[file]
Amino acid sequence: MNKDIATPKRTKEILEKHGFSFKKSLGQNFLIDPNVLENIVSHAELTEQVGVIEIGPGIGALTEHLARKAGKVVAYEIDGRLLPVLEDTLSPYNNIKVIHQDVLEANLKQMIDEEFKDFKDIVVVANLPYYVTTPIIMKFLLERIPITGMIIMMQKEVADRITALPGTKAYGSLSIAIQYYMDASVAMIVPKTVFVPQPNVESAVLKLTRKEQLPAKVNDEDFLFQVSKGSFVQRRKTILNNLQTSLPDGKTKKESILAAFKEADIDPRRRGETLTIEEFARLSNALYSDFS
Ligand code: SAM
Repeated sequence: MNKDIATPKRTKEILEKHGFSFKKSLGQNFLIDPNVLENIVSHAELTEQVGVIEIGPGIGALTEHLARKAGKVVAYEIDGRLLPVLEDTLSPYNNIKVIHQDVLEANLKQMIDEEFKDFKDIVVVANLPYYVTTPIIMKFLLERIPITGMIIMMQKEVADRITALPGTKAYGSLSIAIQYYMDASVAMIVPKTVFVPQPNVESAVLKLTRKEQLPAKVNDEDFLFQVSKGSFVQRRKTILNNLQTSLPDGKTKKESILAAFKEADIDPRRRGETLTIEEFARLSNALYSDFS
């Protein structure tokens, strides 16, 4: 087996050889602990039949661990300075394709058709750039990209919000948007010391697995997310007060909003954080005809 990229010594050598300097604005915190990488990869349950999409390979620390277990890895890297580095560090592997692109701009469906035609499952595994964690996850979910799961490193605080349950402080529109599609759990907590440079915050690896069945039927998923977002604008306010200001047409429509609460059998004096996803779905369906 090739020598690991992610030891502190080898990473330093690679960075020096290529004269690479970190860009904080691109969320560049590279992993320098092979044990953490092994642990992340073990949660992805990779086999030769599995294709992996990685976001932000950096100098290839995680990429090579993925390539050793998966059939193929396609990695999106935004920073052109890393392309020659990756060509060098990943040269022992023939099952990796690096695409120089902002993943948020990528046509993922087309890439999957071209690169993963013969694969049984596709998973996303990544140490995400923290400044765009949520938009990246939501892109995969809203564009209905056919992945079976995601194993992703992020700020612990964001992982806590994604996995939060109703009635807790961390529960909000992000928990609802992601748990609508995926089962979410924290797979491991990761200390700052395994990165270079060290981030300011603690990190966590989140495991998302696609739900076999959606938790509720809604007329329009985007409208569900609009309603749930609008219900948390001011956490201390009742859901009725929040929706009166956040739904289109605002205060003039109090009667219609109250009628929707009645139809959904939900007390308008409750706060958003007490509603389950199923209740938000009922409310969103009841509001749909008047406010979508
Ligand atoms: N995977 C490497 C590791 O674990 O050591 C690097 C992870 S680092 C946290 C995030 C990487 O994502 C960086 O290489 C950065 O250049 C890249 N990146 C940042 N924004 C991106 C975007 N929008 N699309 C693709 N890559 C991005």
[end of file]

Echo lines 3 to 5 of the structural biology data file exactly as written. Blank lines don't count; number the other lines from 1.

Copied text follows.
Repeated sequence: MNKDIATPKRTKEILEKHGFSFKKSLGQNFLIDPNVLENIVSHAELTEQVGVIEIGPGIGALTEHLARKAGKVVAYEIDGRLLPVLEDTLSPYNNIKVIHQDVLEANLKQMIDEEFKDFKDIVVVANLPYYVTTPIIMKFLLERIPITGMIIMMQKEVADRITALPGTKAYGSLSIAIQYYMDASVAMIVPKTVFVPQPNVESAVLKLTRKEQLPAKVNDEDFLFQVSKGSFVQRRKTILNNLQTSLPDGKTKKESILAAFKEADIDPRRRGETLTIEEFARLSNALYSDFS
């Protein structure tokens, strides 16, 4: 087996050889602990039949661990300075394709058709750039990209919000948007010391697995997310007060909003954080005809 990229010594050598300097604005915190990488990869349950999409390979620390277990890895890297580095560090592997692109701009469906035609499952595994964690996850979910799961490193605080349950402080529109599609759990907590440079915050690896069945039927998923977002604008306010200001047409429509609460059998004096996803779905369906 090739020598690991992610030891502190080898990473330093690679960075020096290529004269690479970190860009904080691109969320560049590279992993320098092979044990953490092994642990992340073990949660992805990779086999030769599995294709992996990685976001932000950096100098290839995680990429090579993925390539050793998966059939193929396609990695999106935004920073052109890393392309020659990756060509060098990943040269022992023939099952990796690096695409120089902002993943948020990528046509993922087309890439999957071209690169993963013969694969049984596709998973996303990544140490995400923290400044765009949520938009990246939501892109995969809203564009209905056919992945079976995601194993992703992020700020612990964001992982806590994604996995939060109703009635807790961390529960909000992000928990609802992601748990609508995926089962979410924290797979491991990761200390700052395994990165270079060290981030300011603690990190966590989140495991998302696609739900076999959606938790509720809604007329329009985007409208569900609009309603749930609008219900948390001011956490201390009742859901009725929040929706009166956040739904289109605002205060003039109090009667219609109250009628929707009645139809959904939900007390308008409750706060958003007490509603389950199923209740938000009922409310969103009841509001749909008047406010979508
Ligand atoms: N995977 C490497 C590791 O674990 O050591 C690097 C992870 S680092 C946290 C995030 C990487 O994502 C960086 O290489 C950065 O250049 C890249 N990146 C940042 N924004 C991106 C975007 N929008 N699309 C693709 N890559 C991005």